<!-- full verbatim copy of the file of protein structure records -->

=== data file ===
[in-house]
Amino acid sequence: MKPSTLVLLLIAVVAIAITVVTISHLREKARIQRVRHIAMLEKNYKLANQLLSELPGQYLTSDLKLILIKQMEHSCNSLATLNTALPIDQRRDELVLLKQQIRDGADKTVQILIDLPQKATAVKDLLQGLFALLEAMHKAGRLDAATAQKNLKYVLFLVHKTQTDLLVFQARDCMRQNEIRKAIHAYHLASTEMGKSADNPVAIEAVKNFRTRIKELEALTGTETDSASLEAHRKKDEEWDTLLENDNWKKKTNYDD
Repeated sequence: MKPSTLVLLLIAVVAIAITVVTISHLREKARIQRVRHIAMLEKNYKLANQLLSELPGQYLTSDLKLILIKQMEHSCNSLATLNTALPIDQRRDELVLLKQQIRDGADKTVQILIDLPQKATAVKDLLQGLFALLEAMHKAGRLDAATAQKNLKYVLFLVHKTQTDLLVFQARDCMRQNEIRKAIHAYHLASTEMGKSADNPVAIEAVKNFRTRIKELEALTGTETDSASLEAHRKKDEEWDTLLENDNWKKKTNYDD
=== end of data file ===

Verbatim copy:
[in-house]
Amino acid sequence: MKPSTLVLLLIAVVAIAITVVTISHLREKARIQRVRHIAMLEKNYKLANQLLSELPGQYLTSDLKLILIKQMEHSCNSLATLNTALPIDQRRDELVLLKQQIRDGADKTVQILIDLPQKATAVKDLLQGLFALLEAMHKAGRLDAATAQKNLKYVLFLVHKTQTDLLVFQARDCMRQNEIRKAIHAYHLASTEMGKSADNPVAIEAVKNFRTRIKELEALTGTETDSASLEAHRKKDEEWDTLLENDNWKKKTNYDD
Repeated sequence: MKPSTLVLLLIAVVAIAITVVTISHLREKARIQRVRHIAMLEKNYKLANQLLSELPGQYLTSDLKLILIKQMEHSCNSLATLNTALPIDQRRDELVLLKQQIRDGADKTVQILIDLPQKATAVKDLLQGLFALLEAMHKAGRLDAATAQKNLKYVLFLVHKTQTDLLVFQARDCMRQNEIRKAIHAYHLASTEMGKSADNPVAIEAVKNFRTRIKELEALTGTETDSASLEAHRKKDEEWDTLLENDNWKKKTNYDD